No doubt someone from the fashion world could tell me what it’s about.  Or maybe Jung is the one to go to for the answer.  Or perhaps Dr Freud.

Wednesday, 1 May 2013

Dorothy Johnston and Sandra Mahoney: The Cybermysteries on the Web




It was late in the day, relatively speaking, when Dorothy Johnston began writing her mysteries.  Twice shortlisted for the Miles Franklin, Johnston was a seriously literary writer before turning her talents to a different kind of fiction.  I’ve always been bad at distinguishing genres, finding it hard to slot a book into detective fiction, crime fiction, mystery or thriller, unless there’s a clearly defined detective in it like Raymond Chandler’s Philip Marlowe or Agatha Christie’s Poirot.  In The Trojan Dog, the first of Johnston’s Sandra Mahoney mysteries, Mahoney falls into her crime-solver role almost by accident, a younger, contemporary version perhaps of Christie’s Miss Marple.  She does qualify as a detective, however, so long as you take a broader view of it, and don’t insist on her wearing a badge or working as a private eye.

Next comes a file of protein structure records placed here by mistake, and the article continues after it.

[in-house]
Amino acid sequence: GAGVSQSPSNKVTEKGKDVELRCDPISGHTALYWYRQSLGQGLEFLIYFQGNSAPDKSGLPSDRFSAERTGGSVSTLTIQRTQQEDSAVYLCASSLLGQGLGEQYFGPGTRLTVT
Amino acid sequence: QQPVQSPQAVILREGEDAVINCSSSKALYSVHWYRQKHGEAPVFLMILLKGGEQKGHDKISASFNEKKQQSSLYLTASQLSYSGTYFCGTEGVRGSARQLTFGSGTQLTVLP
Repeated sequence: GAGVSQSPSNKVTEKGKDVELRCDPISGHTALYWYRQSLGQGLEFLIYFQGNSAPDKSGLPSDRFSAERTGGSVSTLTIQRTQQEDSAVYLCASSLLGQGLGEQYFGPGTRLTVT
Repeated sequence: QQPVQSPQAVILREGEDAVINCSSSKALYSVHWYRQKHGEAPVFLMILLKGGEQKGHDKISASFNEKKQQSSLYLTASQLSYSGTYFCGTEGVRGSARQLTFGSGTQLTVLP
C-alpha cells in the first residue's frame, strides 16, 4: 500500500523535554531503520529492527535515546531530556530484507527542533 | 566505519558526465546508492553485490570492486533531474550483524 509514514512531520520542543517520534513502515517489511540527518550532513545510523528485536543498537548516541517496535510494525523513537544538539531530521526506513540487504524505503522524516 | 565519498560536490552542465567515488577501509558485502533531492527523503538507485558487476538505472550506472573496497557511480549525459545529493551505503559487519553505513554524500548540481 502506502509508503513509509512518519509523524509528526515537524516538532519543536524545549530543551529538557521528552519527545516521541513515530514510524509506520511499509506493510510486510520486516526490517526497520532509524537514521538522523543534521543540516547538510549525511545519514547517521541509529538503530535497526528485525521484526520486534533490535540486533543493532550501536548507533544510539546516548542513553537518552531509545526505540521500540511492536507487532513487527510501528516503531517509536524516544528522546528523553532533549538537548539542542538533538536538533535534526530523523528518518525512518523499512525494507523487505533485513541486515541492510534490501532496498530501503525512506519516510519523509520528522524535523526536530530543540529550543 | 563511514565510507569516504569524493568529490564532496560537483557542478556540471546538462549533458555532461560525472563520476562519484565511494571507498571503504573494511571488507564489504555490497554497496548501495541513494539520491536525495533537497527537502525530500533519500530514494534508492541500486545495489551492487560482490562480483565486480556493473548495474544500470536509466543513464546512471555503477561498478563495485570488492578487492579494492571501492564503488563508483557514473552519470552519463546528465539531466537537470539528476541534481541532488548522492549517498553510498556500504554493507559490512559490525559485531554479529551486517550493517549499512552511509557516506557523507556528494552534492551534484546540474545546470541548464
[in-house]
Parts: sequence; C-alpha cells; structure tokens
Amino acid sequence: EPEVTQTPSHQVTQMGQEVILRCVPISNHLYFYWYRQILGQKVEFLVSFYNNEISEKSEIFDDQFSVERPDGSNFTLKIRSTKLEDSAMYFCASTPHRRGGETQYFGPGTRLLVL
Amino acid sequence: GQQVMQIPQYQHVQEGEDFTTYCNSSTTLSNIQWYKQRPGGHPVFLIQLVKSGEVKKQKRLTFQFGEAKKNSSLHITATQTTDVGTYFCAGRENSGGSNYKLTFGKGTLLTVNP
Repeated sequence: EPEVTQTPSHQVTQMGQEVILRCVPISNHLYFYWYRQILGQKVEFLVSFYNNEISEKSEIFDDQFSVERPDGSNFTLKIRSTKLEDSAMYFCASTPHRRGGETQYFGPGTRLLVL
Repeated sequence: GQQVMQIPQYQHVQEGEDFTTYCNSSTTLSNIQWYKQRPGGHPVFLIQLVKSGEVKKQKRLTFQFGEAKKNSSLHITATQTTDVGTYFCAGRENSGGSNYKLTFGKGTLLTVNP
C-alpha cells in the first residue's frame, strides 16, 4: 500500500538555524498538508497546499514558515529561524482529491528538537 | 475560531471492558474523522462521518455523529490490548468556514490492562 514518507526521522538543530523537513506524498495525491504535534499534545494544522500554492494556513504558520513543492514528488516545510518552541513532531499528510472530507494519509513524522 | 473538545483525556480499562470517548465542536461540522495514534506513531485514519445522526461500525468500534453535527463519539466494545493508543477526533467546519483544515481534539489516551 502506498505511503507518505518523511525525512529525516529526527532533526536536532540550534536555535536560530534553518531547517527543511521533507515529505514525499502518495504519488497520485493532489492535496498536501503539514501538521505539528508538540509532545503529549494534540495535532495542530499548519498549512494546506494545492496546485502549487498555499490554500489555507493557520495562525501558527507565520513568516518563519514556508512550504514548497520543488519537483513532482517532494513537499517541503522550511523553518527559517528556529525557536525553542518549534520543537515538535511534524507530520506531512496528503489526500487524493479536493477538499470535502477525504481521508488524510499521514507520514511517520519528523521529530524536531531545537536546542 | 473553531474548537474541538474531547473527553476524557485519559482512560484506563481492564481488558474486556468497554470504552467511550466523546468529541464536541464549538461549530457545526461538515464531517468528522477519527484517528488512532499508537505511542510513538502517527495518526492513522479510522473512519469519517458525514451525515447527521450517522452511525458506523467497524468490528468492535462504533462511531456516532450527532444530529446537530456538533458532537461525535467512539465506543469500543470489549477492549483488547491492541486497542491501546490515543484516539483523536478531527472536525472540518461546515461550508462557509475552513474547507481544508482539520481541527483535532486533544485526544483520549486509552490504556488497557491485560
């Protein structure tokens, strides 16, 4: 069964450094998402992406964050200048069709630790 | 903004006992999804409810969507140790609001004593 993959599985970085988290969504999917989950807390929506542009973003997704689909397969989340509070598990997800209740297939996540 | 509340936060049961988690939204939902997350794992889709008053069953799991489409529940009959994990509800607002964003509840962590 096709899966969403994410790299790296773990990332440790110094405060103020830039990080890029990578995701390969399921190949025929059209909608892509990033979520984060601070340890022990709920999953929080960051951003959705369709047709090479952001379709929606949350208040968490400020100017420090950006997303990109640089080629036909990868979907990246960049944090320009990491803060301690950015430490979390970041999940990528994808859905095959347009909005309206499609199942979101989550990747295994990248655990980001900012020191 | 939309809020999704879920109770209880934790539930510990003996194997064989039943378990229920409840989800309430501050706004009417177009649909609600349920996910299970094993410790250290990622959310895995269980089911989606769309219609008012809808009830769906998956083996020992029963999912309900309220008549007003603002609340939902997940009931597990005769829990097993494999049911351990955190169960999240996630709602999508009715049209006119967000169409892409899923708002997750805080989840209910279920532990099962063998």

Yet three additional things distinguish the Mahoney books, aside from the fine quality of Johnston’s prose.  The first is Mahoney herself,  who stubbornly fails to conform to any preconceived notions about detectives, lay or professional.  What she is when we meet is a recently separated single mother with a child under five.  There are many female detectives but none besides Mahoney that I know of who are mothers as well.  But while Mahoney resists playing to type, what she shares with so many of her fellows (and so far, despite the steady growth of female sleuths, the fellows still predominate) is being so emphatically an outsider.  At the start she doesn’t even have a job.  If this is soon remedied with temporary government work it also serves to highlight her fundamentally recalcitrant nature.